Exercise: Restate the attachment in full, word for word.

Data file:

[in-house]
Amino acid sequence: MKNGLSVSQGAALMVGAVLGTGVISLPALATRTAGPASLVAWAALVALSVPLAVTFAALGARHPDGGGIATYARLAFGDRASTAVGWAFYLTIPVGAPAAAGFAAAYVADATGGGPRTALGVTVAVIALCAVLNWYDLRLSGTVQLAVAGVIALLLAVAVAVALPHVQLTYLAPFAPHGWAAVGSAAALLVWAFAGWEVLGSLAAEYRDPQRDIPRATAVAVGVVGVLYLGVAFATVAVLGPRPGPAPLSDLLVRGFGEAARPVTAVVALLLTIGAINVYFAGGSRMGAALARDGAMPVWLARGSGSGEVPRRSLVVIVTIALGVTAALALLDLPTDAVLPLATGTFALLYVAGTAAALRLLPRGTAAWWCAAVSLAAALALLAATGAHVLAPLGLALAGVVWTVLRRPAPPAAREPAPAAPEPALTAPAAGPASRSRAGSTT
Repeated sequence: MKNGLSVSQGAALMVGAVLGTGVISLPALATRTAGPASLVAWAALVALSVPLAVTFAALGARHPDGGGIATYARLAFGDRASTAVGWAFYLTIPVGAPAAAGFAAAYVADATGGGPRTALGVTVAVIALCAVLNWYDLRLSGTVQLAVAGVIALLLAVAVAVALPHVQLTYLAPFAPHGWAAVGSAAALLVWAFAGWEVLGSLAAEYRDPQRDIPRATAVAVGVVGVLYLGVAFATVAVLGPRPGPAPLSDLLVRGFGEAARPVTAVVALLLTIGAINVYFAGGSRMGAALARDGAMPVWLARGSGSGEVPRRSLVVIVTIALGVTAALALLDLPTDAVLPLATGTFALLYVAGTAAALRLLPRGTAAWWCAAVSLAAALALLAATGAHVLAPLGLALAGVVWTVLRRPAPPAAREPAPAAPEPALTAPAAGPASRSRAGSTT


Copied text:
[in-house]
Amino acid sequence: MKNGLSVSQGAALMVGAVLGTGVISLPALATRTAGPASLVAWAALVALSVPLAVTFAALGARHPDGGGIATYARLAFGDRASTAVGWAFYLTIPVGAPAAAGFAAAYVADATGGGPRTALGVTVAVIALCAVLNWYDLRLSGTVQLAVAGVIALLLAVAVAVALPHVQLTYLAPFAPHGWAAVGSAAALLVWAFAGWEVLGSLAAEYRDPQRDIPRATAVAVGVVGVLYLGVAFATVAVLGPRPGPAPLSDLLVRGFGEAARPVTAVVALLLTIGAINVYFAGGSRMGAALARDGAMPVWLARGSGSGEVPRRSLVVIVTIALGVTAALALLDLPTDAVLPLATGTFALLYVAGTAAALRLLPRGTAAWWCAAVSLAAALALLAATGAHVLAPLGLALAGVVWTVLRRPAPPAAREPAPAAPEPALTAPAAGPASRSRAGSTT
Repeated sequence: MKNGLSVSQGAALMVGAVLGTGVISLPALATRTAGPASLVAWAALVALSVPLAVTFAALGARHPDGGGIATYARLAFGDRASTAVGWAFYLTIPVGAPAAAGFAAAYVADATGGGPRTALGVTVAVIALCAVLNWYDLRLSGTVQLAVAGVIALLLAVAVAVALPHVQLTYLAPFAPHGWAAVGSAAALLVWAFAGWEVLGSLAAEYRDPQRDIPRATAVAVGVVGVLYLGVAFATVAVLGPRPGPAPLSDLLVRGFGEAARPVTAVVALLLTIGAINVYFAGGSRMGAALARDGAMPVWLARGSGSGEVPRRSLVVIVTIALGVTAALALLDLPTDAVLPLATGTFALLYVAGTAAALRLLPRGTAAWWCAAVSLAAALALLAATGAHVLAPLGLALAGVVWTVLRRPAPPAAREPAPAAPEPALTAPAAGPASRSRAGSTT